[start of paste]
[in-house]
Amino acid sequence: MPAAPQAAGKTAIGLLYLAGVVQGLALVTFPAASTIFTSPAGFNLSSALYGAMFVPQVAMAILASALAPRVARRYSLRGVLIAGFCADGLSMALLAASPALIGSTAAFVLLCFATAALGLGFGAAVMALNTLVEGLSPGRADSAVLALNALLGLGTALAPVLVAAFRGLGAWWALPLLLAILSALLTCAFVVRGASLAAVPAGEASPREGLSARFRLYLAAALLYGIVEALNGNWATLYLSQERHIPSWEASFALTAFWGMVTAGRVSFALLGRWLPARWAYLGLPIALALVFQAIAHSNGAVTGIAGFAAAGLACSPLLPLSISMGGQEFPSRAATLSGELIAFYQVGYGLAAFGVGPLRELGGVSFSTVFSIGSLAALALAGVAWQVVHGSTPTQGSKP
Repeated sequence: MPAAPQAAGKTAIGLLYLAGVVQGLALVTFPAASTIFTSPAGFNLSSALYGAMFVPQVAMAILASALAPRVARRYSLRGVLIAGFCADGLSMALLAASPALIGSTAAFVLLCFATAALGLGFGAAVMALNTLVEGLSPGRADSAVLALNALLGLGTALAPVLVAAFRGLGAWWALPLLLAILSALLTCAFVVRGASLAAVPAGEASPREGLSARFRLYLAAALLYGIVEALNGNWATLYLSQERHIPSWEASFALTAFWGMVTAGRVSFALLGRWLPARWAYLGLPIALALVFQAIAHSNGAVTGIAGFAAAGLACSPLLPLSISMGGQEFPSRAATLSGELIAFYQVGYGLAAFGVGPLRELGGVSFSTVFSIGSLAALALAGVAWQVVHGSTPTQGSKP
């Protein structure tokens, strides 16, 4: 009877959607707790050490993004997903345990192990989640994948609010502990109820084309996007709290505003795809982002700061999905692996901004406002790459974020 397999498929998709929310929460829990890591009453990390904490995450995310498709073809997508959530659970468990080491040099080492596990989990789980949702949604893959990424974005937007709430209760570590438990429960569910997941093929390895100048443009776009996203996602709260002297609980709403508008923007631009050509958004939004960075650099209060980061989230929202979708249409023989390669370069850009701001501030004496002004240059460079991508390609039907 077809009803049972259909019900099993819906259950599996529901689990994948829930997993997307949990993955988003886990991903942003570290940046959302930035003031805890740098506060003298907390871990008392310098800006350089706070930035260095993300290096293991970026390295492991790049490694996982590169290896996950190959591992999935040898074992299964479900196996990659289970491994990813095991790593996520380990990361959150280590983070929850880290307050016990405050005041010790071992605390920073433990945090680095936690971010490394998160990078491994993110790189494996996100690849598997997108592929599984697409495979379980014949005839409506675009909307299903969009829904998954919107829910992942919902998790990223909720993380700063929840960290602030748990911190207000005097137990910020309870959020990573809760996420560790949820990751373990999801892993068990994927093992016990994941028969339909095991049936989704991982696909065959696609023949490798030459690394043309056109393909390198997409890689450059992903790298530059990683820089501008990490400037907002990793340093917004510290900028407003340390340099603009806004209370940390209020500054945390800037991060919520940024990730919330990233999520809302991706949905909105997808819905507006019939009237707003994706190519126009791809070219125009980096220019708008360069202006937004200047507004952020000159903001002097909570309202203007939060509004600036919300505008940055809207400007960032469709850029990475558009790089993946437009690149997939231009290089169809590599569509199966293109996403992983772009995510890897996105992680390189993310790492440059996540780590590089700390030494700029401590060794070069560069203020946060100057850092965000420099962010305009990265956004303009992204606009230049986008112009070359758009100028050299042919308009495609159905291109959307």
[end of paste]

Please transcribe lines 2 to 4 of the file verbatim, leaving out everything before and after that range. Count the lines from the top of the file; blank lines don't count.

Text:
Amino acid sequence: MPAAPQAAGKTAIGLLYLAGVVQGLALVTFPAASTIFTSPAGFNLSSALYGAMFVPQVAMAILASALAPRVARRYSLRGVLIAGFCADGLSMALLAASPALIGSTAAFVLLCFATAALGLGFGAAVMALNTLVEGLSPGRADSAVLALNALLGLGTALAPVLVAAFRGLGAWWALPLLLAILSALLTCAFVVRGASLAAVPAGEASPREGLSARFRLYLAAALLYGIVEALNGNWATLYLSQERHIPSWEASFALTAFWGMVTAGRVSFALLGRWLPARWAYLGLPIALALVFQAIAHSNGAVTGIAGFAAAGLACSPLLPLSISMGGQEFPSRAATLSGELIAFYQVGYGLAAFGVGPLRELGGVSFSTVFSIGSLAALALAGVAWQVVHGSTPTQGSKP
Repeated sequence: MPAAPQAAGKTAIGLLYLAGVVQGLALVTFPAASTIFTSPAGFNLSSALYGAMFVPQVAMAILASALAPRVARRYSLRGVLIAGFCADGLSMALLAASPALIGSTAAFVLLCFATAALGLGFGAAVMALNTLVEGLSPGRADSAVLALNALLGLGTALAPVLVAAFRGLGAWWALPLLLAILSALLTCAFVVRGASLAAVPAGEASPREGLSARFRLYLAAALLYGIVEALNGNWATLYLSQERHIPSWEASFALTAFWGMVTAGRVSFALLGRWLPARWAYLGLPIALALVFQAIAHSNGAVTGIAGFAAAGLACSPLLPLSISMGGQEFPSRAATLSGELIAFYQVGYGLAAFGVGPLRELGGVSFSTVFSIGSLAALALAGVAWQVVHGSTPTQGSKP
């Protein structure tokens, strides 16, 4: 009877959607707790050490993004997903345990192990989640994948609010502990109820084309996007709290505003795809982002700061999905692996901004406002790459974020 397999498929998709929310929460829990890591009453990390904490995450995310498709073809997508959530659970468990080491040099080492596990989990789980949702949604893959990424974005937007709430209760570590438990429960569910997941093929390895100048443009776009996203996602709260002297609980709403508008923007631009050509958004939004960075650099209060980061989230929202979708249409023989390669370069850009701001501030004496002004240059460079991508390609039907 077809009803049972259909019900099993819906259950599996529901689990994948829930997993997307949990993955988003886990991903942003570290940046959302930035003031805890740098506060003298907390871990008392310098800006350089706070930035260095993300290096293991970026390295492991790049490694996982590169290896996950190959591992999935040898074992299964479900196996990659289970491994990813095991790593996520380990990361959150280590983070929850880290307050016990405050005041010790071992605390920073433990945090680095936690971010490394998160990078491994993110790189494996996100690849598997997108592929599984697409495979379980014949005839409506675009909307299903969009829904998954919107829910992942919902998790990223909720993380700063929840960290602030748990911190207000005097137990910020309870959020990573809760996420560790949820990751373990999801892993068990994927093992016990994941028969339909095991049936989704991982696909065959696609023949490798030459690394043309056109393909390198997409890689450059992903790298530059990683820089501008990490400037907002990793340093917004510290900028407003340390340099603009806004209370940390209020500054945390800037991060919520940024990730919330990233999520809302991706949905909105997808819905507006019939009237707003994706190519126009791809070219125009980096220019708008360069202006937004200047507004952020000159903001002097909570309202203007939060509004600036919300505008940055809207400007960032469709850029990475558009790089993946437009690149997939231009290089169809590599569509199966293109996403992983772009995510890897996105992680390189993310790492440059996540780590590089700390030494700029401590060794070069560069203020946060100057850092965000420099962010305009990265956004303009992204606009230049986008112009070359758009100028050299042919308009495609159905291109959307």